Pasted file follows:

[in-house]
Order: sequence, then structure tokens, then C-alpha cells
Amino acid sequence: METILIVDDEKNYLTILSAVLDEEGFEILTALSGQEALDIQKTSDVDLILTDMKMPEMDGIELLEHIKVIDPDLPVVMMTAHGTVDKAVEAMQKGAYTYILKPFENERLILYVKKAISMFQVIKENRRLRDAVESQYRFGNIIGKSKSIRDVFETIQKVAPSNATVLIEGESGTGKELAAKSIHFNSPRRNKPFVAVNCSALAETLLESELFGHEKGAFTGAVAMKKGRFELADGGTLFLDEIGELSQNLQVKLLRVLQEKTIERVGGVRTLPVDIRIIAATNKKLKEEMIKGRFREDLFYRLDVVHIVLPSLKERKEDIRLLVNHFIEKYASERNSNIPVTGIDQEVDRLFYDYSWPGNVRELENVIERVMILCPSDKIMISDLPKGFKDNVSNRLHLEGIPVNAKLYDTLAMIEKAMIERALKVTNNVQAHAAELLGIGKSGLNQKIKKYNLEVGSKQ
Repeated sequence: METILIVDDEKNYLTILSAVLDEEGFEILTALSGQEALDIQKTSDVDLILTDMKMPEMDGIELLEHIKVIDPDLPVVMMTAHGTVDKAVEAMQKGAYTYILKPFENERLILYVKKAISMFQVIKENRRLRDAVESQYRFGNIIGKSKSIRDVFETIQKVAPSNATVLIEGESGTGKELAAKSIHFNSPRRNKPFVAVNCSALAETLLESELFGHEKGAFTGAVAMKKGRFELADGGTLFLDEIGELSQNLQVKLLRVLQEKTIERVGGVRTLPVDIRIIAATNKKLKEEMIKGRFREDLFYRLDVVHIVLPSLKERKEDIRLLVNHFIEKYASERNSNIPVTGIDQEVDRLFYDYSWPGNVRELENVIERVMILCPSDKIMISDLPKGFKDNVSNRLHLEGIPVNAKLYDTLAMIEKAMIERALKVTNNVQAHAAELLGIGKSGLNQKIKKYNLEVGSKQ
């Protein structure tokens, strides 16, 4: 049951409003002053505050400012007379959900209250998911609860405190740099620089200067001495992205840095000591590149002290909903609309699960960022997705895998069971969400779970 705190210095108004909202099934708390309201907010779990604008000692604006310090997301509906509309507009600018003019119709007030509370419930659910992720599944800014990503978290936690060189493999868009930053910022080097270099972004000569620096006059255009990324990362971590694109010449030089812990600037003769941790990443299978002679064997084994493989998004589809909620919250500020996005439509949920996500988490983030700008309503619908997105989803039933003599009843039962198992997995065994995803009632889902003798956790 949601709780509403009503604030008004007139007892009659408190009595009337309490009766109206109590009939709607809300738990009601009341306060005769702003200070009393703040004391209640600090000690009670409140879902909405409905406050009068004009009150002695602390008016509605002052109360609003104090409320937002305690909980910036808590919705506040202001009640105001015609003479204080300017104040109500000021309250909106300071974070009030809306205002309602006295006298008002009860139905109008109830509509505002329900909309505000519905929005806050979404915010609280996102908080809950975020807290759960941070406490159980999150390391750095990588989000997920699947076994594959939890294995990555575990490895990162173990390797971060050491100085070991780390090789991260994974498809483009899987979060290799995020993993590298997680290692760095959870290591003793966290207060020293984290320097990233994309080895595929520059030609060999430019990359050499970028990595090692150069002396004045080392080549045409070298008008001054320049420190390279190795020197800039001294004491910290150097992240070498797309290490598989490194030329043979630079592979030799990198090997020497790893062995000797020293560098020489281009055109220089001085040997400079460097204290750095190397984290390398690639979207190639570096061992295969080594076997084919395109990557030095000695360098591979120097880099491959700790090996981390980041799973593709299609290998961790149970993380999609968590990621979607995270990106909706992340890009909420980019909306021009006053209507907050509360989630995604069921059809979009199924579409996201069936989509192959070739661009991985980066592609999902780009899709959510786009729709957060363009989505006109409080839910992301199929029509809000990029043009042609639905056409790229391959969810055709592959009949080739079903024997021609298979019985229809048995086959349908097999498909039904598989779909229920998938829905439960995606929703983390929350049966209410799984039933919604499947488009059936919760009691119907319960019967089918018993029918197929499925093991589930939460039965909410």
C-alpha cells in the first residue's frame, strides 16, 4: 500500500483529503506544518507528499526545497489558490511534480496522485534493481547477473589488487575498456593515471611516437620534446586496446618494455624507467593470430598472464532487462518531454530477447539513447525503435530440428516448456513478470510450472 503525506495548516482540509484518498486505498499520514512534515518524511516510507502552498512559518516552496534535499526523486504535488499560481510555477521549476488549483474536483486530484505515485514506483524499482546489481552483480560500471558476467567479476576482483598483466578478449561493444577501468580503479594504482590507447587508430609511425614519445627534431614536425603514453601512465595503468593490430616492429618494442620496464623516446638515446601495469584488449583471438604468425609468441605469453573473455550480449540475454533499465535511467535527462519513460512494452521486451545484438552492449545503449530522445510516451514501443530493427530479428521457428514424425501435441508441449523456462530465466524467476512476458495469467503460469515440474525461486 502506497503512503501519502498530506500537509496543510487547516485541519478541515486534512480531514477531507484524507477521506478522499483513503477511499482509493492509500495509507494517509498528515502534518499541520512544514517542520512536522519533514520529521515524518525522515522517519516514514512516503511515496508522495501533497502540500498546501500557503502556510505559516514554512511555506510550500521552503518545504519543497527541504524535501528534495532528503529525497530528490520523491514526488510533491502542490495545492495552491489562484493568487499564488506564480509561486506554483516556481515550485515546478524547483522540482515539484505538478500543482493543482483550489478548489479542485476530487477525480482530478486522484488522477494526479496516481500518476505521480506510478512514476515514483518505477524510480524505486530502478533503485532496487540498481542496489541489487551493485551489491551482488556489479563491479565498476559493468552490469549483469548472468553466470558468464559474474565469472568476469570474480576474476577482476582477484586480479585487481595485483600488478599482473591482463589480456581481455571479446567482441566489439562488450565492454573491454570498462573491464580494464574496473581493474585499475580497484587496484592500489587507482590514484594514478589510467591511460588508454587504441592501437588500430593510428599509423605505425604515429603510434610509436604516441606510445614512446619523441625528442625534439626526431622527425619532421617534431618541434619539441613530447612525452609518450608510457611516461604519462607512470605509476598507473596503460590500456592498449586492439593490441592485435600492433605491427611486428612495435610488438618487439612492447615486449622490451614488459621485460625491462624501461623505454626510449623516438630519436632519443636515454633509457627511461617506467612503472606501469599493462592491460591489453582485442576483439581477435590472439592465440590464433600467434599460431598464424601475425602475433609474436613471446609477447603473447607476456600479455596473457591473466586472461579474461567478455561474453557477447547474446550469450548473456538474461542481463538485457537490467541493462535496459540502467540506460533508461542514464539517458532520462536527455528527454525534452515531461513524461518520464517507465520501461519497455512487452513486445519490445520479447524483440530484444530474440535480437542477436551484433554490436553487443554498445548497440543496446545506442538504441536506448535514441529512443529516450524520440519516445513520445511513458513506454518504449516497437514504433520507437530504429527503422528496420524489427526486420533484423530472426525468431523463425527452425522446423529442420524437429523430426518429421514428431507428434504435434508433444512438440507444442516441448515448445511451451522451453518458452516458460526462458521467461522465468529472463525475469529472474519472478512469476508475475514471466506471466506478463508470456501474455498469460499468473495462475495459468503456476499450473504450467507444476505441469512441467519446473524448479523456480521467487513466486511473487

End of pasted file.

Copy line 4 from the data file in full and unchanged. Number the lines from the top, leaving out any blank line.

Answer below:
Repeated sequence: METILIVDDEKNYLTILSAVLDEEGFEILTALSGQEALDIQKTSDVDLILTDMKMPEMDGIELLEHIKVIDPDLPVVMMTAHGTVDKAVEAMQKGAYTYILKPFENERLILYVKKAISMFQVIKENRRLRDAVESQYRFGNIIGKSKSIRDVFETIQKVAPSNATVLIEGESGTGKELAAKSIHFNSPRRNKPFVAVNCSALAETLLESELFGHEKGAFTGAVAMKKGRFELADGGTLFLDEIGELSQNLQVKLLRVLQEKTIERVGGVRTLPVDIRIIAATNKKLKEEMIKGRFREDLFYRLDVVHIVLPSLKERKEDIRLLVNHFIEKYASERNSNIPVTGIDQEVDRLFYDYSWPGNVRELENVIERVMILCPSDKIMISDLPKGFKDNVSNRLHLEGIPVNAKLYDTLAMIEKAMIERALKVTNNVQAHAAELLGIGKSGLNQKIKKYNLEVGSKQ